Posts Tagged ‘consumerism’

Black Friday and Advent

Friday, November 26th, 2010 by Diane Chandler

Last year on Black Friday, a person I know camped outside of a popular electronics store to purchase some big ticket items at sale prices.  His all-nighter was not a solo experience, as proven by the few hundred others who likewise waited in line in this unique communal American experience.

Affectionately termed “Black Friday” by U.S. consumer retailers and popularized by the media, the day after Thanksgiving is the official launch of the retail holiday season.  It is the day that retailers hope that sales will put their businesses in “the black,” rather than “the red” and is supposed to be an economic indicator of the entire holiday shopping season. 

Retailers know the allure of a sale, the ongoing state of the average American’s pocket book, and the inherent tendency of human nature to buy what we do not need but wished we had.  Black Friday has become a quintessential hallmark of American consumerism. 

Last December, I found myself almost entrapped with the same magnetic pull of a great sale for a flat screen television.  Only one problem…our very old TV still worked (although had/has its quirks).  We really did not need a new TV.  The barrage of sale advertisements did not make it easy to decline. 

Don’t get me wrong.  I like a sale just like anyone else and enjoy the pleasure of giving gifts to family and friends at Christmas.  However, I also recognize the seduction of “more,” “bigger,” “better,” and “quicker.” Entrapment to bigger and better is one of the most accepted forms of cultural bondage ~ inside and outside the American church. Read the rest of this entry »

Is the American Church Selling Out?

Friday, September 17th, 2010 by Diane Chandler

In a recent book entitled Thieves in the Temple: The Christian Church and the Selling of the American Soul (Basic Books, 2010), author G. Jeffrey MacDonald levels a caustic critique of the American church. 

As a former pastor and journalist, MacDonald offers a basic premise that the contemporary American church has lost its impact on contemporary society because it has sold out to consumerism. As a result, the church’s effectiveness has not only been diluted but it has lost its primary mission of providing a conduit of authentic spiritual growth for the church body and being a powerful witness in the world of moral formation.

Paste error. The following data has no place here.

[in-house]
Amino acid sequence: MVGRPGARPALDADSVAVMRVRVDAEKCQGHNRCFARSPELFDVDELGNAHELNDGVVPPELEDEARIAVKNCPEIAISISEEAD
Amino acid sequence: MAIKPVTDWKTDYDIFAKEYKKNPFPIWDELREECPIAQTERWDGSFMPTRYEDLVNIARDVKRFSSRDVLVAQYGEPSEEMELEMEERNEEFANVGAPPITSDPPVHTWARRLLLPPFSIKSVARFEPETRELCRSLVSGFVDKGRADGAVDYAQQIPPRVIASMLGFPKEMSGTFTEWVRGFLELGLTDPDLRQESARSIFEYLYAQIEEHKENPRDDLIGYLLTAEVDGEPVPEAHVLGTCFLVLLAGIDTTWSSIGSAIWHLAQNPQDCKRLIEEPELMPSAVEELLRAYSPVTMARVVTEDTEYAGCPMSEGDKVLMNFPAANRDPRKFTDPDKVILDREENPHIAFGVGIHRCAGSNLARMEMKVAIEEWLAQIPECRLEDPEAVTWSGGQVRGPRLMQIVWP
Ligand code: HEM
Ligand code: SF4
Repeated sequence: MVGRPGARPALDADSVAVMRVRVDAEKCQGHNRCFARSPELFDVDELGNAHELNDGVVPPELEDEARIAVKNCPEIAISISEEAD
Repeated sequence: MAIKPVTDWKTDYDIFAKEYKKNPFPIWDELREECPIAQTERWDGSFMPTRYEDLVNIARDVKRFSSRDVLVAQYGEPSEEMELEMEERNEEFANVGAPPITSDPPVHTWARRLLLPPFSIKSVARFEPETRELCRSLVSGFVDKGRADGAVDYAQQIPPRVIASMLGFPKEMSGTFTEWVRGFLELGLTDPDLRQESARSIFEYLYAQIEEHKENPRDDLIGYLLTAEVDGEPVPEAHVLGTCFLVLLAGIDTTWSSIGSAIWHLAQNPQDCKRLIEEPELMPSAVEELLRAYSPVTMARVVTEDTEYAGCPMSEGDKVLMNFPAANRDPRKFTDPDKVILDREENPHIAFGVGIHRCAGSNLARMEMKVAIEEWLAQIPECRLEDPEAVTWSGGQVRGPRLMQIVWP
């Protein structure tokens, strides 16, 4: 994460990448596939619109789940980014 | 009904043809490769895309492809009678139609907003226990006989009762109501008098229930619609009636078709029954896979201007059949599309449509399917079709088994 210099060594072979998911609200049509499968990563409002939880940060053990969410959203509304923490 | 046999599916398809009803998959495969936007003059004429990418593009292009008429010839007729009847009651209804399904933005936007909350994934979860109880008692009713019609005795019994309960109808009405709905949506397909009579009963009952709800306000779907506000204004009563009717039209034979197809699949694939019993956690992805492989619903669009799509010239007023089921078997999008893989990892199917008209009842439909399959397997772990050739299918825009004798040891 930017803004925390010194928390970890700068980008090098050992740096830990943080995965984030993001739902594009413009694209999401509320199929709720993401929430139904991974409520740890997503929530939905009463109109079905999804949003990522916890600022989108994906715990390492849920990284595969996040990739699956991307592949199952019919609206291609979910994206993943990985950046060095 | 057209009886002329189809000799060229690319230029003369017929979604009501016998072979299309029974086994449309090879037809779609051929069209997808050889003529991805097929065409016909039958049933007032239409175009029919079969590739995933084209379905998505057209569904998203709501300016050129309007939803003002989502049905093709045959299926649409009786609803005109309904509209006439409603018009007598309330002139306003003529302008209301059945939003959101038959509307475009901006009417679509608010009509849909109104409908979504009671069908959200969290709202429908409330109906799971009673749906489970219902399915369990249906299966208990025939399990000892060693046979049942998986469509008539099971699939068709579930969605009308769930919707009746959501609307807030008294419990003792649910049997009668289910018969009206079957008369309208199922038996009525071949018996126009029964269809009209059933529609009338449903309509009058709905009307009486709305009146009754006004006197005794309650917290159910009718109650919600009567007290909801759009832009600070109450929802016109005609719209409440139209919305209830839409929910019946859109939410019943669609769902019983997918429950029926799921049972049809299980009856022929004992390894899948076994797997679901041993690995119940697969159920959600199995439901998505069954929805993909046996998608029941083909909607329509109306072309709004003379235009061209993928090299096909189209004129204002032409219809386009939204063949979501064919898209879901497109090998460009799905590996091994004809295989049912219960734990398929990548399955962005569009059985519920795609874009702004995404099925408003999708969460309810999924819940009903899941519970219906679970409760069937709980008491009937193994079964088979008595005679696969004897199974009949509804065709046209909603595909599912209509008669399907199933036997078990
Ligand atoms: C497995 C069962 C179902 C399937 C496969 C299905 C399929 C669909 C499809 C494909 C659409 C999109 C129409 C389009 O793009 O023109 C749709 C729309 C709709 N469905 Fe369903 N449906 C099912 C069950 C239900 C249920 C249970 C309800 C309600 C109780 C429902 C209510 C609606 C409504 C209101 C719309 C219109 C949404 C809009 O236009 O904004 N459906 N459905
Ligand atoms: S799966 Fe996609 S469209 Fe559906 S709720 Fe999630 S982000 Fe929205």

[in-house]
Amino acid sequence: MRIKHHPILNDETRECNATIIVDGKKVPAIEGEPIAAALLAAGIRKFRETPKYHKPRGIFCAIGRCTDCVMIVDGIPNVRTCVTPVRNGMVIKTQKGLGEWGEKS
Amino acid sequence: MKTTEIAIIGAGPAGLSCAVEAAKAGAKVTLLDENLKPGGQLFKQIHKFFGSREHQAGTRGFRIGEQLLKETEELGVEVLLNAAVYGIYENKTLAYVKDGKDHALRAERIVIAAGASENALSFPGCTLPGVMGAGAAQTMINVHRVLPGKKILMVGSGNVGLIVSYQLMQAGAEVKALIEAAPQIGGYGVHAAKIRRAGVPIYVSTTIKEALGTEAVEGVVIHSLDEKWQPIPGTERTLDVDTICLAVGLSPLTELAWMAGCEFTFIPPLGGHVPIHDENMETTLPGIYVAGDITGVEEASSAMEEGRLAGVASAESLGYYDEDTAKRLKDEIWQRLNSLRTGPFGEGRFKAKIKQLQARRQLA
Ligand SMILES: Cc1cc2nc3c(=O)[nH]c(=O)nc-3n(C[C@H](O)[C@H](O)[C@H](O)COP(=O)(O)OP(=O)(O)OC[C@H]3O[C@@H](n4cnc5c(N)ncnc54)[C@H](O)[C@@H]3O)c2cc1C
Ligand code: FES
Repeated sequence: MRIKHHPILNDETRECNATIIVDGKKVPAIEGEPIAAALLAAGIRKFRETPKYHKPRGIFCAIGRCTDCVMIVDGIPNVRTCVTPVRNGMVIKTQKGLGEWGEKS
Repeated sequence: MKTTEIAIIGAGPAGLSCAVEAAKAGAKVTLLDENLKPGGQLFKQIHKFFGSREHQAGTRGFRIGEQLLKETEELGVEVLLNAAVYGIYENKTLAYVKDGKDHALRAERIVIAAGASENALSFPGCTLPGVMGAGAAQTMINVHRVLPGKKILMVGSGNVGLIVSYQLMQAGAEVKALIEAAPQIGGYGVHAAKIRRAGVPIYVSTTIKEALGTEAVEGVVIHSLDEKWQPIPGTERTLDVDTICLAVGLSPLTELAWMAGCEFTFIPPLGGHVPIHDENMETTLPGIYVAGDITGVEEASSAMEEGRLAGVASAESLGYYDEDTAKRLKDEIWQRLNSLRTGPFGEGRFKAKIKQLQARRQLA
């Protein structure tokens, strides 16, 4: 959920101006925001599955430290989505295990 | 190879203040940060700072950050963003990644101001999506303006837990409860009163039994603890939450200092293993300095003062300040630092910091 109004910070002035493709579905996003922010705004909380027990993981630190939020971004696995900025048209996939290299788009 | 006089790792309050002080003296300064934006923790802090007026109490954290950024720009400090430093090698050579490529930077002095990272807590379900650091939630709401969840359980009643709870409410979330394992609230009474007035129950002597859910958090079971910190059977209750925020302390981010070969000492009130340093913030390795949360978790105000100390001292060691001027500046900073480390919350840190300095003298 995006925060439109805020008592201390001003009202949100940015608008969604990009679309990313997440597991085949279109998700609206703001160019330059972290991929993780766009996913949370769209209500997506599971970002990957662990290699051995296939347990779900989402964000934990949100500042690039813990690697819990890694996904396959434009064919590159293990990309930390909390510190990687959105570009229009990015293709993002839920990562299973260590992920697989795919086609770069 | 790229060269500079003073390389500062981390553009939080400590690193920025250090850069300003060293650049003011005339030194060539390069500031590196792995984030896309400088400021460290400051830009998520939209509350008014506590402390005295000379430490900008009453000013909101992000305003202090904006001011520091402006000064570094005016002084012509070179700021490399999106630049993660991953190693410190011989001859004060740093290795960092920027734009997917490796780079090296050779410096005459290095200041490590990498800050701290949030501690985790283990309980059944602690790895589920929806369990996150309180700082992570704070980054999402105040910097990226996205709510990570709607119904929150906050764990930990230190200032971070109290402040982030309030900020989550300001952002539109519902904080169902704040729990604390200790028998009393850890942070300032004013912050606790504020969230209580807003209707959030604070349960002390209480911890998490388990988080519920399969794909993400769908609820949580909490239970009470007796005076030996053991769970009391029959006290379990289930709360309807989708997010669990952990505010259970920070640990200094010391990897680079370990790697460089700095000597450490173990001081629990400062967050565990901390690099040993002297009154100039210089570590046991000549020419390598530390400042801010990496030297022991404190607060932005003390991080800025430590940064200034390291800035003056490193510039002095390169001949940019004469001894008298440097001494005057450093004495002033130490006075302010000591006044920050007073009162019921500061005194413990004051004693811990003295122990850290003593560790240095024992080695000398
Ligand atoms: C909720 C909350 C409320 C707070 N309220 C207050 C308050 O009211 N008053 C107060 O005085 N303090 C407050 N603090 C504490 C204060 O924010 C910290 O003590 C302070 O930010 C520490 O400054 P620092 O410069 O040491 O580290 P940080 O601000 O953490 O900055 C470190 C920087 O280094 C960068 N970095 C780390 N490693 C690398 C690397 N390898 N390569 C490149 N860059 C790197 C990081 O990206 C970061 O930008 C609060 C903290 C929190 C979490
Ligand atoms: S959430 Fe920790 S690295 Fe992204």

MacDonald starts with three stark observations aimed at church leaders.  First, he notes the entertainment-orientation within the American church-at-large by citing the prevalence of hefty operating entertainment budgets, large projection screens, worship styles that are more worldly than God-honoring, and an emphasis on the cash collection devoid of a worshipful expression.  He comments, “Unfortunately, a church that functions like a fun house cannot fulfill religion’s central mission.  The Church can’t transform the desires of people it’s trying to titillate” (p. 36).

Second, MacDonald accuses the church of offering comfort to the exclusion of healthy confession, which has led to making church members happy at the exclusion of deep inner transformational change. He writes, “Small groups, organized around shared interests, offer indiscriminate affirmation rather than the rebuke or admonition that participants sometimes need” (p. 62).

Third, MacDonald identifies the weak moral character of the church, noting the financial indebtedness and mismanagement, evidence of rampant personal addictions, and unresolved relational conflicts that provide anything but a positive witness.

In summary, MacDonald attacks the religious consumerism that he observes running rampant in the American church as indicative of the consumerism in the American culture, which caters to a “feel-good” mentality in order to appease church-goers. He cites as an example of consumerism the practice of mega-churches opening their doors to corporate sponsors. Anyone seen Starbucks coffee available in church lobbies? 

MacDonald’s admonishes, “The Church must overcome both its baggage and its present tendency to pander in order to become a character-shaping force in the twenty-first century” (p. 87).  So I pose these questions ~

  • Is MacDonald’s critique of the contemporary American church valid?  Why or why not?
  • What specific counter arguments might you offer in response to MacDonald’s criticism? 
  • How can the American church remain culturally sensitive without losing her soul and central mission?